Shrimp Farming in Minnesota: Licensing IP from Research Institutions
How do you build a shrimp farm in southern Minnesota, of all places? By licensing the technology that makes it possible from a research institution based near the “shrimp capital of Texas.”
Licensing technology from a university or other research organization is an often-overlooked way to start or expand a business, but doing so requires a strategic plan. Marshall-area feed producer Ralco took this approach with their recent licensing of shrimp production technology from Texas A&M University. Developed by shrimp researchers at the university’s Port Aransas facility off Corpus Christi, Ralco believes the technology, an innovative form of aquaculture, will allow them to efficiently farm shrimp for a protein-hungry marketplace.
As evidenced by the ambitious plans described in the Ralco press release, a strong entrepreneurial spirit in the company’s leadership is a key factor in developing business around licensed technology. Technology developed at research institutions can sometimes be focused on big picture concepts not quickly transferrable as fully developed products ready for the marketplace. Technology transfer offices at universities seek out licensees like Ralco for a reason: so their IP can reach its full commercial potential and royalties can help fund future research at the institution.
Licensees of research institution IP may need to make a significant investment into getting the technology “ready for prime time.” Depending on the situation, this additional research can relate to making the product easier to use, less expensive to manufacture, or be directed toward securing regulatory approval for the product.
An important consideration for the licensee is timing: at what stage of the patent process is the licensor’s technology? Entering into the license soon after the patent application is filed provides the licensee with the longest potential patent term. But since the patent is not yet in place, licensing at this stage has significant uncertainty as well.
In effect, the licensee is gambling the licensor will be able to obtain patent protection broad enough to significantly limit the ability of competitors to manufacture products or offer services similar to the licensed technology. At such an early stage, there is no guarantee this protection will be granted, which may allow the licensee to negotiate reduced fees reflecting the risk involved.
In 2010, my client St. Teresa Medical, a Minnesota-based medical device company, became aware of and sought to license hemostatic technologies newly developed by Virginia Commonwealth University and the Henry Jackson Foundation for the Advancement of Military Science.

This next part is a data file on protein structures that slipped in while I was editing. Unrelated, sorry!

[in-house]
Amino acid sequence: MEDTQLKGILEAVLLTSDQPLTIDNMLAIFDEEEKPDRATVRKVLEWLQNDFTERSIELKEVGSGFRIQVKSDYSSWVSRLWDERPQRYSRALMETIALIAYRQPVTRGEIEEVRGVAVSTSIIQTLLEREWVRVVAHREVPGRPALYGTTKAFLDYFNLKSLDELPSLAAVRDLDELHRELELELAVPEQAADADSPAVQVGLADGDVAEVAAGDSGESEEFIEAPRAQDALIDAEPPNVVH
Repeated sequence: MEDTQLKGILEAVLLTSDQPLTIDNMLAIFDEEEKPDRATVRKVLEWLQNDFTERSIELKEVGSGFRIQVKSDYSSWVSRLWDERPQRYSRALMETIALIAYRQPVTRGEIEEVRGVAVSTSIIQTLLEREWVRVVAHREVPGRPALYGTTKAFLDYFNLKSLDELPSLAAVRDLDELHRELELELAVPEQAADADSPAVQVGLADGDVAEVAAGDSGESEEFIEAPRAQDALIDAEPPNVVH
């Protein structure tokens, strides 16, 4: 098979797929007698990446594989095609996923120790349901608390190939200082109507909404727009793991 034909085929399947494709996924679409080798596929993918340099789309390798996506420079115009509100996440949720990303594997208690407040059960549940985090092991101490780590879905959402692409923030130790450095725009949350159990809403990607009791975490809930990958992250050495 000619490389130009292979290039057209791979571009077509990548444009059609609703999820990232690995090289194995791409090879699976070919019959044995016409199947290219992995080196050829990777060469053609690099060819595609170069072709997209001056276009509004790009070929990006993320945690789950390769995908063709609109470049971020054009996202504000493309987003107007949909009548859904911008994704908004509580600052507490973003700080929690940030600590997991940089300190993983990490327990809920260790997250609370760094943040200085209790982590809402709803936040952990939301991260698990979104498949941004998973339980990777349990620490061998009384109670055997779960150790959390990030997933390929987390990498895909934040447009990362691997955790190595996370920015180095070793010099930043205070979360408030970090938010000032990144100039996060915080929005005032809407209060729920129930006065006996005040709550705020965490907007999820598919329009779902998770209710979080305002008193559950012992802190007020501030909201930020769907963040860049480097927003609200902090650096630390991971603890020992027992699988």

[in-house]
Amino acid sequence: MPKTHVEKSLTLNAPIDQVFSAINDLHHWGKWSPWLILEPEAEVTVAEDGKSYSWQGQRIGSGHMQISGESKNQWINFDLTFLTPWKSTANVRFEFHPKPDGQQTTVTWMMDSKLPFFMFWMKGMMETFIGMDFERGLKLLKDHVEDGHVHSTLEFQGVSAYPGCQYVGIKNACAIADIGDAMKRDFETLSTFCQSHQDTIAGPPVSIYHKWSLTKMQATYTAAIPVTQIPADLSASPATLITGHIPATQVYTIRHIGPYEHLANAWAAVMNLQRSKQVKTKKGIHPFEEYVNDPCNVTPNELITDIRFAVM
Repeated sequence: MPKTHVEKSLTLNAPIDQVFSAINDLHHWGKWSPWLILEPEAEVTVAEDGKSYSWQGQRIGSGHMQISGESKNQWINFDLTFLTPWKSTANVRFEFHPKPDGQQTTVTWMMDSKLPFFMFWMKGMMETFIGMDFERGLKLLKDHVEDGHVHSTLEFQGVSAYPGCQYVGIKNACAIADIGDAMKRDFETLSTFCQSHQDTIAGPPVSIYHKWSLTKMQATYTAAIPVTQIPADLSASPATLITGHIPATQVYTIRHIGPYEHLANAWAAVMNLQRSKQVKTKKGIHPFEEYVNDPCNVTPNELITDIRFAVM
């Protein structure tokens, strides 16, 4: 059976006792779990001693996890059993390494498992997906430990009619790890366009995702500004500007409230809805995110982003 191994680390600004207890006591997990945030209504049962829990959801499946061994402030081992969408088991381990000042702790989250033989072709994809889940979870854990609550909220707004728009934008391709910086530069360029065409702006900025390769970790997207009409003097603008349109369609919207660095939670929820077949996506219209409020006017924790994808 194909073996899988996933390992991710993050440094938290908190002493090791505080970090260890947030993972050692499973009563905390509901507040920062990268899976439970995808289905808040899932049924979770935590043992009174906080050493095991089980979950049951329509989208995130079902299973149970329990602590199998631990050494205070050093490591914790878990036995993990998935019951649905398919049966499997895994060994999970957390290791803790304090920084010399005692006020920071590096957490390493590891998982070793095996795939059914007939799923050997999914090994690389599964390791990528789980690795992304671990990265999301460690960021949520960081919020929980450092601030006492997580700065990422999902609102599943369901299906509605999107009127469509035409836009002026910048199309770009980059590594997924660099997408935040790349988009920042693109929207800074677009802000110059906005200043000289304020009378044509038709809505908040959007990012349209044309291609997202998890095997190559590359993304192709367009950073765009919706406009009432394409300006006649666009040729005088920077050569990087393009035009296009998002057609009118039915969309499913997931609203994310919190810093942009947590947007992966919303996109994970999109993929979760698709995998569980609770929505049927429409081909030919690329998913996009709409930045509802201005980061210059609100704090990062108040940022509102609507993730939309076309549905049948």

Since the license was signed early in the patent process, St. Teresa was able to decide in which countries foreign patent applications were to be filed. The license also provided St. Teresa with the ability to take primary responsibility with regard to patent prosecution.
As discussed above, because St. Teresa licensed early stage technology, some important investments were necessary. St. Teresa invested both time and money making the technology commercially viable. It was also necessary for St. Teresa to do the testing required to obtain regulatory approval. These efforts however ultimately increased the company’s enterprise value.
An alternative high-value approach to technology licensing to that taken by St. Teresa Medical is to enter the license closer to the end of the patent term, such as 2-4 years prior to expiration. Facing declining patent value as the period of guaranteed exclusivity wanes, licensors may charge a reduced license fee compared to earlier in the term of a granted patent.
When conducting patent research relating to potential products, another of my clients, Fortus Medical, a Minnesota-based medical product startup, became aware of bone graft technologies patented by Cleveland Clinic Innovations. These patents had been previously licensed to another company, but the license was terminated when the prior licensee declined to pursue the planned product line associated with the licensed technology.
The license provides Fortus with the ability to protect itself from other entities during the first critical years while Fortus does the additional refinement needed to bring the product to market as well as during the product launch. After the licensed patent expires, Fortus intends to rely on protection provided by the additional patents Fortus has itself filed associated with the refined product ultimately brought to market. Depending on the situation, it may be possible for the licensee to exclusively control ownership and use of the technology covered by the new patents.
Fortus Medical improved on the results of its predecessor licensee. Time will tell if Ralco similarly realizes a better return on its patent license and related investments than Texas A&M’s earlier shrimp aquaculture licensees. But in my view, these imaginative Minnesotans have made a good catch.